As you might already know, the divorce procedure, costs, and time can differ greatly from state to state. There are no federal divorce laws in the United States.That means it’s up to each state to decide the rules for divorces. And while there are many similarities in the laws, each state has its unique way of doing things.

This article is part of our series on how to file for divorce in different states. It’s a question that a lot of people seeking a divorce want to know. And, again, it’s something that varies from state to state.

If you reside in Arizona, this is the article for you. We will share with you how to file for divorce in Arizona. You’ll also find some other helpful information for those wanting to get a divorce in AZ.

How To File For Divorce In Arizona

  1. Meet The Residency Requirements

Before you can file for a divorce in Arizona, the first step is to ensure that you meet the residency requirements in the state. In Arizona, the state requires at least one of the spouses to be a resident of the county they file in for a minimum of three months prior to when they will file for the divorce. 

  1. Prepare Your Forms

The second prerequisite to file for a divorce are your prepared state required forms. The primary form to complete is the Petition for Dissolution of Marriage form. This can be found on The Arizona Supreme Court website

Depending on the county where you or your spouse live, you may have additional forms to fill out as well.  

When Can You File for Divorce from a Covenant Marriage?

A covenant marriage is one that has more requirements and legal commitments embedded into it. Most people choose a covenant marriage for religious reasons. And they notably have different rules when it comes to divorce.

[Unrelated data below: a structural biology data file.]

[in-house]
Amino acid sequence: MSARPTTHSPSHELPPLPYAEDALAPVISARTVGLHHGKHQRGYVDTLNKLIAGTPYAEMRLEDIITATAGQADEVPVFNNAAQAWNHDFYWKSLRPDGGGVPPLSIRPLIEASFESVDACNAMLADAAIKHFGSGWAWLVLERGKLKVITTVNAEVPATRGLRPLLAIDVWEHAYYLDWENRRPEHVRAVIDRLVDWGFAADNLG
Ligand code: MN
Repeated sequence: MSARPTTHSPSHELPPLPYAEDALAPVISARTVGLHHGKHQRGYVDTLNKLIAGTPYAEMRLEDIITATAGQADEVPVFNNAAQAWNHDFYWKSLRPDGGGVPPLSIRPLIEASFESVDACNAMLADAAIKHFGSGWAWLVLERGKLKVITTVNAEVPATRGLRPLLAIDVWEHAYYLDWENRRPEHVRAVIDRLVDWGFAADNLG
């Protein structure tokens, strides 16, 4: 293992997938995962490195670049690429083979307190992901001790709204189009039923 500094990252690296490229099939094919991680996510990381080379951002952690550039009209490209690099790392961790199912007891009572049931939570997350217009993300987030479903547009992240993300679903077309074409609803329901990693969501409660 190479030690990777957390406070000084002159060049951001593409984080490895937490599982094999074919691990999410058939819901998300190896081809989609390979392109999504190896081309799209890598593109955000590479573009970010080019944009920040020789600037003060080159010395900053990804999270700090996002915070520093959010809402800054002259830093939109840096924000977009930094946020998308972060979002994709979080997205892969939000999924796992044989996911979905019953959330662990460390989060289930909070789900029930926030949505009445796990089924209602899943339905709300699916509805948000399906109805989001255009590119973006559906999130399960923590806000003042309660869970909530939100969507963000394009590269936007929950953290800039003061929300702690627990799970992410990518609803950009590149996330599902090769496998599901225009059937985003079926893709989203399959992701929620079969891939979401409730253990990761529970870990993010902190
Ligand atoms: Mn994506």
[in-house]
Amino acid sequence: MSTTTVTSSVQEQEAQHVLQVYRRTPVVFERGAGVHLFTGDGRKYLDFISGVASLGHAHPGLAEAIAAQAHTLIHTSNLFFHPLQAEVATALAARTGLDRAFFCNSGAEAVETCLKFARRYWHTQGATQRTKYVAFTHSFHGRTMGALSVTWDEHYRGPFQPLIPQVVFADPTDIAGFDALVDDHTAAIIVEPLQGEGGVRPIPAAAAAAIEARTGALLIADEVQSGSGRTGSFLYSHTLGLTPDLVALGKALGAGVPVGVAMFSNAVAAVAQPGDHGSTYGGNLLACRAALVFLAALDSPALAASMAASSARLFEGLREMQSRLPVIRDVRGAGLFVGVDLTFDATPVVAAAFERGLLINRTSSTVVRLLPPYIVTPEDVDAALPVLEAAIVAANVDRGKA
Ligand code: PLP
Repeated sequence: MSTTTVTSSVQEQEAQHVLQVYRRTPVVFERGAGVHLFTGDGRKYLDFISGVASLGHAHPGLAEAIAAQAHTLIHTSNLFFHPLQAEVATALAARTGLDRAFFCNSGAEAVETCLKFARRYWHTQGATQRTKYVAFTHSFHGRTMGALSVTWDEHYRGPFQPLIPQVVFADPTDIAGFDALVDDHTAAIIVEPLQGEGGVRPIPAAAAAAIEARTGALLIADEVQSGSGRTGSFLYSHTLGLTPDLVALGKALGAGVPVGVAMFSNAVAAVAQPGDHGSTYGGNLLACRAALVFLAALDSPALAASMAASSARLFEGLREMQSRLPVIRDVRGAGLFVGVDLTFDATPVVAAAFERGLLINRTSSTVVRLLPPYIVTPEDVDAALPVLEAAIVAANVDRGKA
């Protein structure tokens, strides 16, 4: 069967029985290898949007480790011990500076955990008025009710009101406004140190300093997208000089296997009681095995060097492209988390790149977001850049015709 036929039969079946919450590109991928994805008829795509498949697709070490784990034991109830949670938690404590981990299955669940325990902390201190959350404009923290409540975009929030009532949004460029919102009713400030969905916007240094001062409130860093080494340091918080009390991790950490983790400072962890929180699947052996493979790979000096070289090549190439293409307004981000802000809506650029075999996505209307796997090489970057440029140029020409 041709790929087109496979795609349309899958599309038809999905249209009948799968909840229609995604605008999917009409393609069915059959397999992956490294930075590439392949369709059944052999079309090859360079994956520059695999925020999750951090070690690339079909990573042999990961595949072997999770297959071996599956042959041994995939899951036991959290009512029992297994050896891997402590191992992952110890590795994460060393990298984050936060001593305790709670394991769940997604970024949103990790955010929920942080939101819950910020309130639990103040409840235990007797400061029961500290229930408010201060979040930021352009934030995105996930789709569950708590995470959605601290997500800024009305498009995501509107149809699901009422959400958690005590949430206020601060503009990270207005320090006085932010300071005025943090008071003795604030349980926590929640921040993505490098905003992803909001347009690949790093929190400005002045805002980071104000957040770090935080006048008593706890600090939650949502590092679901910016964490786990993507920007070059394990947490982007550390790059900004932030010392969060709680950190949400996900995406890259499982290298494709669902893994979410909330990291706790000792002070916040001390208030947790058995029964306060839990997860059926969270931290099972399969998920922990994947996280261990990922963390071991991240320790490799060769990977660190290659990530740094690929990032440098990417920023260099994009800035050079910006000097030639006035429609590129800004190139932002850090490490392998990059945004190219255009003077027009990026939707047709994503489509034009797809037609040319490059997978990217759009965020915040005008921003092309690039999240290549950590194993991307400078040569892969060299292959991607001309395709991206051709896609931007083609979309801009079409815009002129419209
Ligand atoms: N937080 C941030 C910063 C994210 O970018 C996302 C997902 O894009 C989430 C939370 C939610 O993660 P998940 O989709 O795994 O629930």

There must be a legal ground for a divorce if it is a covenant marriage. You can file for a divorce for the following fault grounds:

  • Separate living without reconciling for at least 2 years
  • Separate living for at least exactly a year from the date of legal separation
  • Adultery
  • Intentional Desertion of at least 1 year
  • Abuse and cruel treatment
  • Felony conviction
  • Drug or alcohol abuse

Arizona also allows no-fault divorce. A no-fault divorce can be filed by stating that the marriage is irretrievably broken. 

Filing For A Divorce

You will file for the divorce in the county’s courthouse. After filing for your forms, you are required to pay a court fee. 

The average filing fees in Arizona is $280 . If you cannot afford the filing fee, you may ask for a fee waiver. 

If you are the supposed defendant- because your spouse filed divorce against you, you need to respond promptly. Otherwise, your spouse can get a default/uncontested divorce. 

Serving Your Forms

There are three ways in which you can deliver the divorce file to your spouse. These three ways are through the following:

  • Sheriff deputy
  • Private process service
  • Through a non-party at the age of 18

Once service is completed, the spouse served has 20 days to respond. If the divorce in is filed outside of the state of Arizona, the time-frame may be extended. It can be extended up to a maximum of 30 days.

If your spouse is in jail, deployed in the military, or you cannot locate him/her, you may have to try another way of serving your forms. You can check in with your court clerk for support if this is the case.

Financial Disclosure

During the divorce, there must be financial disclosure between the two spouses regarding the following:

  • Income
  • Assets
  • Debts
  • Mortgage expenses
  • Credit card statements
  • Pay stubs
  • Tax returns

We hope that this article has been informative and helped you gain a better knowledge on how to file for divorce in Arizona.

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